Letter: We are not helpless against gun violence

Posted 6/14/22

We are not helpless against gun violence I’m sure I am not alone in feeling many emotions after the killing of children in Uvalde, Texas last month. I have experienced sadness, anger, fear, and …

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Letter: We are not helpless against gun violence

Posted

I’m sure I am not alone in feeling many emotions after the killing of children in Uvalde, Texas last month. I have experienced sadness, anger, fear, and helplessness. Sadness that children and adults died in such a violent, sudden manner; sadness for mothers, fathers, and children left behind with gaping holes in their souls; and sadness that this death toll is a shockingly small percent of gun violence deaths in this country. Anger that we can’t seem to get this right as a country. Fear that this could happen to my children — at school or the grocery store or the movie theater. And finally, helplessness. This is perhaps the most uncomfortable emotion and the one that can lead to the worst outcome — standing still, doing nothing.

I am a psychologist by trade and very familiar with learned helplessness. This is when you do nothing to help yourself, even though you could, because you learned that what you do does not matter. This is an understandable reaction to gun violence in America because — no matter what political beliefs you have — the hard truth is that, despite efforts, we are still experiencing a lot of gun violence and firearm deaths.

The purpose of my letter, then, is to urge you — the reader — to avoid going along with learned helplessness … It does not matter what you believe is the root of the gun violence problem or how you believe it should be addressed — for some, this is commonsense gun legislation; for others, this is greater focus on mental health; for still others, this is improving our educational system or working to build up spiritual/religious communities; and the list goes on.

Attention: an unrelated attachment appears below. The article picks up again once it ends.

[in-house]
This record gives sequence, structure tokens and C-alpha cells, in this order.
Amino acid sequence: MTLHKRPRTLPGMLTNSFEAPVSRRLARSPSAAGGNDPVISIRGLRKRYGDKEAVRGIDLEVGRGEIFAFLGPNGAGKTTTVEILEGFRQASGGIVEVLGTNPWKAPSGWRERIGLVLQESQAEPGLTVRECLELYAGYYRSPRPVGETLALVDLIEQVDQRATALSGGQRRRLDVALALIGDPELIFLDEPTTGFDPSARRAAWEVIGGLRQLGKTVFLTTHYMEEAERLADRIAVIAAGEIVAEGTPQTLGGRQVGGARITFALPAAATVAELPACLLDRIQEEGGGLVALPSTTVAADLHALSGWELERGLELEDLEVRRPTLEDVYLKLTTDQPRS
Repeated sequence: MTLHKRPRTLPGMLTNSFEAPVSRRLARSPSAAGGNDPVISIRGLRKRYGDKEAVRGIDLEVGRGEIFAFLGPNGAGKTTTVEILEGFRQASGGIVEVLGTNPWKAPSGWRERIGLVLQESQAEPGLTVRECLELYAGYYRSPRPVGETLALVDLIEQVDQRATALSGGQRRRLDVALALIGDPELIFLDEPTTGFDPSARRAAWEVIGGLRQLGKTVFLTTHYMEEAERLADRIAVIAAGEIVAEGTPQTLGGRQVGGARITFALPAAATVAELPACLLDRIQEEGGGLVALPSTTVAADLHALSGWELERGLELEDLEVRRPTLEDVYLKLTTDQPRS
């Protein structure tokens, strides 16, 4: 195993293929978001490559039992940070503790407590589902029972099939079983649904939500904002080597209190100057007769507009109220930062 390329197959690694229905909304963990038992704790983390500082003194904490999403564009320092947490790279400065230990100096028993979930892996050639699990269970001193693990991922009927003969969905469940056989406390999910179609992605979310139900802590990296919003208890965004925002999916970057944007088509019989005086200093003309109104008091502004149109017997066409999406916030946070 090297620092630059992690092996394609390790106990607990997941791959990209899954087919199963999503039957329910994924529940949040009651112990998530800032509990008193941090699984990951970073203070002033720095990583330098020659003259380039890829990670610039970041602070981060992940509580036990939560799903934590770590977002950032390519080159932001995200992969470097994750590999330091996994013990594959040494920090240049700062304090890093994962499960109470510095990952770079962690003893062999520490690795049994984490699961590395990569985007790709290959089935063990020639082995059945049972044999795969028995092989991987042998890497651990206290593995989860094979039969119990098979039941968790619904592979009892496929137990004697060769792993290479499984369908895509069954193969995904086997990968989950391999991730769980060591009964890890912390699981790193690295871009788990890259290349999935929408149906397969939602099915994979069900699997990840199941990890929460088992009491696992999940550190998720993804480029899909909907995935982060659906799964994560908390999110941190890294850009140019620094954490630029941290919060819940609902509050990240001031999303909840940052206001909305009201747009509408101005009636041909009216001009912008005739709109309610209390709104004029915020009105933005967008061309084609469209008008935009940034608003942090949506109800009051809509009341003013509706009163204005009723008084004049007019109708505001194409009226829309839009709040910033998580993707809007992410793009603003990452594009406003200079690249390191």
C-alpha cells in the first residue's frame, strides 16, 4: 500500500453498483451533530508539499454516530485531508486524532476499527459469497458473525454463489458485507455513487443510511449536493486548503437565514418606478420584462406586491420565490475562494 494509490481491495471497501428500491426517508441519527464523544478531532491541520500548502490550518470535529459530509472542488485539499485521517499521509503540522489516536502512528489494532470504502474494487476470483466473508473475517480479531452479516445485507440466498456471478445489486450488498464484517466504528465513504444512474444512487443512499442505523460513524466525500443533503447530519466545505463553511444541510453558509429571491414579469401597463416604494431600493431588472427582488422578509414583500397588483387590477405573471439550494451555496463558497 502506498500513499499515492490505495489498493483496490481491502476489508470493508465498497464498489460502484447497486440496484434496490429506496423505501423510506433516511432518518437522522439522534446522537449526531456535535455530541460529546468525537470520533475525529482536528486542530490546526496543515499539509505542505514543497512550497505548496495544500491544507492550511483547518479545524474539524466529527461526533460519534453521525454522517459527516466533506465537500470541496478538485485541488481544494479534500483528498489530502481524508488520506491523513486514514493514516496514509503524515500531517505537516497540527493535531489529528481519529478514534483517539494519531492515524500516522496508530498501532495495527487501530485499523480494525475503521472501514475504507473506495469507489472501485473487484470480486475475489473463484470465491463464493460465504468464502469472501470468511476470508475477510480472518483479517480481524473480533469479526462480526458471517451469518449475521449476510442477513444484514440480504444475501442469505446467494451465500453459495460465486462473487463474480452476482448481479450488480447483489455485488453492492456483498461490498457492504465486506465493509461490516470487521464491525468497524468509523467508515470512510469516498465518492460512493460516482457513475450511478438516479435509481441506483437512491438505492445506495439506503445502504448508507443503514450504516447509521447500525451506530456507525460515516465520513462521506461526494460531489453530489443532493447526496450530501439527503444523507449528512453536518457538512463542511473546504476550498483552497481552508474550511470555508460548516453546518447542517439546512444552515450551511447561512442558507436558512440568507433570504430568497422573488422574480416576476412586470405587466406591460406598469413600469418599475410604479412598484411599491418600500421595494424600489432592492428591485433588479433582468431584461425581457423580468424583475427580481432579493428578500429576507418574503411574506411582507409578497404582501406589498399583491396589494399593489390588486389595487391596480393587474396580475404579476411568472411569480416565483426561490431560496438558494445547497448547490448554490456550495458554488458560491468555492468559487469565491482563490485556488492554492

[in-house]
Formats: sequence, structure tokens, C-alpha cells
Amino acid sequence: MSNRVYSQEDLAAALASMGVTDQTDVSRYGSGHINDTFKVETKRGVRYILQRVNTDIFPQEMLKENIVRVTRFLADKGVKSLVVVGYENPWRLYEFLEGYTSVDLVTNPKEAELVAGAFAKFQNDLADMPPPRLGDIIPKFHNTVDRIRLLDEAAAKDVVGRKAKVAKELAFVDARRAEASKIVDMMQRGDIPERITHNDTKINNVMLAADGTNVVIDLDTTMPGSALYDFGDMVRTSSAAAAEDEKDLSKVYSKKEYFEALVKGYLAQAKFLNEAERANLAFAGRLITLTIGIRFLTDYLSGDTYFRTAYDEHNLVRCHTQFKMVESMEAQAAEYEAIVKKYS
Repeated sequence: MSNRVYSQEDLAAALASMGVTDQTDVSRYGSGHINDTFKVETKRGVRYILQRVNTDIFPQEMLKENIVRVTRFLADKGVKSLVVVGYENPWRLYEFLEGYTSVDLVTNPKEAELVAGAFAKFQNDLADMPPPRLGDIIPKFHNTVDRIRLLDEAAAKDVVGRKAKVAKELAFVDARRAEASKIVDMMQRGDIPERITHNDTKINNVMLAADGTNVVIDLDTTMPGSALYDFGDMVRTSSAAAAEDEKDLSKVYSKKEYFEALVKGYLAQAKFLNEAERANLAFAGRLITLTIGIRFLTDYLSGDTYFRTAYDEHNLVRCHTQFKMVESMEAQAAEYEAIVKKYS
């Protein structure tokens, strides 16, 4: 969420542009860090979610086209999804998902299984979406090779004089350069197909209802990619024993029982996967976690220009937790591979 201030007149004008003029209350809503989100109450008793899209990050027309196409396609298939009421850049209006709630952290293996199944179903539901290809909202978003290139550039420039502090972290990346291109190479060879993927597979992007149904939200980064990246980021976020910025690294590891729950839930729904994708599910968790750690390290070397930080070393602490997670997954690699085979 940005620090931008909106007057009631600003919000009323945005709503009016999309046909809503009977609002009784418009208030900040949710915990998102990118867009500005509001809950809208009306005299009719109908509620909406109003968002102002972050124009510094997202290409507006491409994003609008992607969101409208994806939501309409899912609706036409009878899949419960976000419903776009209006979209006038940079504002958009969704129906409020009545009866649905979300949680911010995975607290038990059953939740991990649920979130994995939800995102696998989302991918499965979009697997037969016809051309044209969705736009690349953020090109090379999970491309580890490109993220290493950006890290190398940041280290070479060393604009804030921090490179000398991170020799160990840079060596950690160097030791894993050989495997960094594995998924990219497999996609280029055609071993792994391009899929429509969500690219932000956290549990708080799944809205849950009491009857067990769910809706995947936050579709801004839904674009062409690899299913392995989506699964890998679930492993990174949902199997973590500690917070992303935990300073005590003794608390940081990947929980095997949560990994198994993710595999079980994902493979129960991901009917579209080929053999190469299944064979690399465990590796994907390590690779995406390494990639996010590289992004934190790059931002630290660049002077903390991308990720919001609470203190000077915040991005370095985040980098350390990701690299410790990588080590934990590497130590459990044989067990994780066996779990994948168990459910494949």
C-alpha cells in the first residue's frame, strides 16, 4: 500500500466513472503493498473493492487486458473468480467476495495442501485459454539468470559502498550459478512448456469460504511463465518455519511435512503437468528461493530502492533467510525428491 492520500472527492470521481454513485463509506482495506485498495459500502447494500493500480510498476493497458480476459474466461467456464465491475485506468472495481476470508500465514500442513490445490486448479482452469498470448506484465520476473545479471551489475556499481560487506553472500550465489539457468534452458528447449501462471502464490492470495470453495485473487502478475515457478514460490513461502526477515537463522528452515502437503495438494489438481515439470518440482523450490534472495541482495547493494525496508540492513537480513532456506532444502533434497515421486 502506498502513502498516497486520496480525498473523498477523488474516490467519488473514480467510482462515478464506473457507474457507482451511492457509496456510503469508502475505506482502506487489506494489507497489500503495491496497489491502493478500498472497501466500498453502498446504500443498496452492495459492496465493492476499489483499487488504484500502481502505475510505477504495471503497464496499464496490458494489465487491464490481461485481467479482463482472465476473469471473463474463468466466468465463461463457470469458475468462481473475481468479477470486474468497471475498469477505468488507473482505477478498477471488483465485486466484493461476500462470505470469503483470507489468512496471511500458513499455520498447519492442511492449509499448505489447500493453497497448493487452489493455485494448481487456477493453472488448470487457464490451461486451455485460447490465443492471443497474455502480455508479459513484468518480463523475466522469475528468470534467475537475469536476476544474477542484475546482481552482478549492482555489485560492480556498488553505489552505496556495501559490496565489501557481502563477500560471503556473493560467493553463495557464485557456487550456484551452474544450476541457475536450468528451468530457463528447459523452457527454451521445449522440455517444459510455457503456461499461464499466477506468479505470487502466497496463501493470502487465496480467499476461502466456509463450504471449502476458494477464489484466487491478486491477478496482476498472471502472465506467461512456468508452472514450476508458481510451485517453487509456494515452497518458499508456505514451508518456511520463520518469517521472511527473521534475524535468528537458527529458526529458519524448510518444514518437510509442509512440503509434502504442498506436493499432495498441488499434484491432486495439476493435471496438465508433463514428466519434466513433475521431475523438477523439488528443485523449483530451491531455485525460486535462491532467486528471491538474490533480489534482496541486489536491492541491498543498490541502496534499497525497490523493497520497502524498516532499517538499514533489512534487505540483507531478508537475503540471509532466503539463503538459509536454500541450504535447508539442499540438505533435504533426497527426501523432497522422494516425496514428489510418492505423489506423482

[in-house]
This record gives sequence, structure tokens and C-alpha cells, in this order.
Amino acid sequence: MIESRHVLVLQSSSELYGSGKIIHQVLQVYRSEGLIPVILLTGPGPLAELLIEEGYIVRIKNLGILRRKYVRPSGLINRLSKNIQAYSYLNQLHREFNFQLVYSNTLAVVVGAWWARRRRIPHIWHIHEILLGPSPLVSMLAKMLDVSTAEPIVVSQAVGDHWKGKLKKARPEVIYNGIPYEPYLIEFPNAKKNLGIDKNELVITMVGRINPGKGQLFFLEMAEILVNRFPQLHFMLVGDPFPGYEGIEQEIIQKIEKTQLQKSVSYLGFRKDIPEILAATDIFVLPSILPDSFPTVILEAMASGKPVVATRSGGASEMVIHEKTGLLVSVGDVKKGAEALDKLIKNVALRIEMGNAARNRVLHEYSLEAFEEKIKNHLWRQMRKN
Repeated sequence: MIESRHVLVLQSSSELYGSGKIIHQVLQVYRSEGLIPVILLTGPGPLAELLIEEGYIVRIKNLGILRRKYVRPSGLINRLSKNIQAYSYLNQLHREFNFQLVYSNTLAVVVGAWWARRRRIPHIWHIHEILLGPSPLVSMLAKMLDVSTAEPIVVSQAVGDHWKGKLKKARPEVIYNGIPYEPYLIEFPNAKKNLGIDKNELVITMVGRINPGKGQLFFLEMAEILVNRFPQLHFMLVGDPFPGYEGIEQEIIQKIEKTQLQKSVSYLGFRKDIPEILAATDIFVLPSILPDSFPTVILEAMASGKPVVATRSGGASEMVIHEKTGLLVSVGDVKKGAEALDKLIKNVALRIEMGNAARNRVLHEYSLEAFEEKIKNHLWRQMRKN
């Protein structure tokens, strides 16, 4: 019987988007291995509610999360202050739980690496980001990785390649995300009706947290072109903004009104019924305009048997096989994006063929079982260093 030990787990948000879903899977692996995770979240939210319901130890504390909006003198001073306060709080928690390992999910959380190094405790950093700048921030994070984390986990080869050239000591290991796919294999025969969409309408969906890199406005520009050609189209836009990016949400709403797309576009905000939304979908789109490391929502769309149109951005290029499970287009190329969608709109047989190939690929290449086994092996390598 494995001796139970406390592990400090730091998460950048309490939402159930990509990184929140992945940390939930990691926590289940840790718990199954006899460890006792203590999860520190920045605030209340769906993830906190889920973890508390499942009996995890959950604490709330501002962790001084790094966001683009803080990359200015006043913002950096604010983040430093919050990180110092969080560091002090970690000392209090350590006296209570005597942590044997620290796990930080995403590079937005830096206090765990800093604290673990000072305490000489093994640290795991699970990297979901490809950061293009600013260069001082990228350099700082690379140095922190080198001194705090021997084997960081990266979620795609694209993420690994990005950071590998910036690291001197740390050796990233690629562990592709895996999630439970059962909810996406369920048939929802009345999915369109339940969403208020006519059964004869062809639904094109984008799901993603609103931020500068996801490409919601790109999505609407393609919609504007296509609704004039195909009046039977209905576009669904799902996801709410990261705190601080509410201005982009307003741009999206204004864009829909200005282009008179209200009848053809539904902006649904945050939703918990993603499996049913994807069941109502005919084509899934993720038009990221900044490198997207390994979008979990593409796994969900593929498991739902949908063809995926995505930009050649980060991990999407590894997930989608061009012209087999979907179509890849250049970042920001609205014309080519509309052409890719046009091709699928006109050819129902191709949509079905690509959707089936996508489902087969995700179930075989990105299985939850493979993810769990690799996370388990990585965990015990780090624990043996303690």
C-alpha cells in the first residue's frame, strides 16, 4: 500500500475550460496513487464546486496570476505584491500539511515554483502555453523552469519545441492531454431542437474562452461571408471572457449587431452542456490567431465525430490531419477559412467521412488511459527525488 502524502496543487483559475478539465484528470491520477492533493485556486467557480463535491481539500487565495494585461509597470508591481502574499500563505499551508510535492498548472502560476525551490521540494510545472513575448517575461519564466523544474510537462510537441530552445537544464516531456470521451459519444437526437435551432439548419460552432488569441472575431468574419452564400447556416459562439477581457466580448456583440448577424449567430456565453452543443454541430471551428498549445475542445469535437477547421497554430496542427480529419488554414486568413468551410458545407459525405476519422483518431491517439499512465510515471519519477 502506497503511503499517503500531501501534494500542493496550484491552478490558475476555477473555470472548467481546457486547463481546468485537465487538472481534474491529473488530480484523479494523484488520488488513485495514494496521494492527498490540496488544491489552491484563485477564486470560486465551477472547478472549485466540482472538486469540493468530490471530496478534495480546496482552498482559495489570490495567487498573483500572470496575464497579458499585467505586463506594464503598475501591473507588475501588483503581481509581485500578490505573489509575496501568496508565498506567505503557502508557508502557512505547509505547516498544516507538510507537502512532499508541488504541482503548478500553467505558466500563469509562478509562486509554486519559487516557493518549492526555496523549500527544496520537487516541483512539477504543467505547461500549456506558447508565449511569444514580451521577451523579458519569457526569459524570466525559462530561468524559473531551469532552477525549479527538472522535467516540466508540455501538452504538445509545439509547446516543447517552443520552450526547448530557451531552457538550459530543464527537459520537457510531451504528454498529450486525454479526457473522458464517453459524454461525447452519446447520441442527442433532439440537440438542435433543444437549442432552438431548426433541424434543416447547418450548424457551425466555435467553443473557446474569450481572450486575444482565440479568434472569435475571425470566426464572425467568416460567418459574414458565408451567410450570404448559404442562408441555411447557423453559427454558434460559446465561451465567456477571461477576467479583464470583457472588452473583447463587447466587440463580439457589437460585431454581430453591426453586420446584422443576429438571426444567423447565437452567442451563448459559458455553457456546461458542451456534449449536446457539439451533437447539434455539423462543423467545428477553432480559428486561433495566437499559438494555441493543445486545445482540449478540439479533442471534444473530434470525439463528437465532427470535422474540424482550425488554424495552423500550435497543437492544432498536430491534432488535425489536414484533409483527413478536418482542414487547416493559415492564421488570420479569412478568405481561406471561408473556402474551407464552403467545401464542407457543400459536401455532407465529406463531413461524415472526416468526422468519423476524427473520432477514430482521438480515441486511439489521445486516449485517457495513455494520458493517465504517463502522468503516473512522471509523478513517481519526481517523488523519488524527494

We will never all agree on how to fix this problem and its many correlated issues in our diverse society. We should not wait to agree or convince others to believe what we believe or wait until our beliefs are validated somehow ... rather, let’s put our energy, time, and money into whatever we believe is

contributory. Gun violence and firearm deaths, as well as loneliness, neglect, not belonging, all of these hard experiences are multi-factorial … addressing these difficulties requires a multi-factorial approach. We need ministers, teachers, firearm safety advocates, commonsense gun legislation activists; we need all of these bases to be covered to address the factors that culminate in an unspeakable tragedy like what happened last month in Uvalde. Please. Do something.

Susan Johnston

Parker

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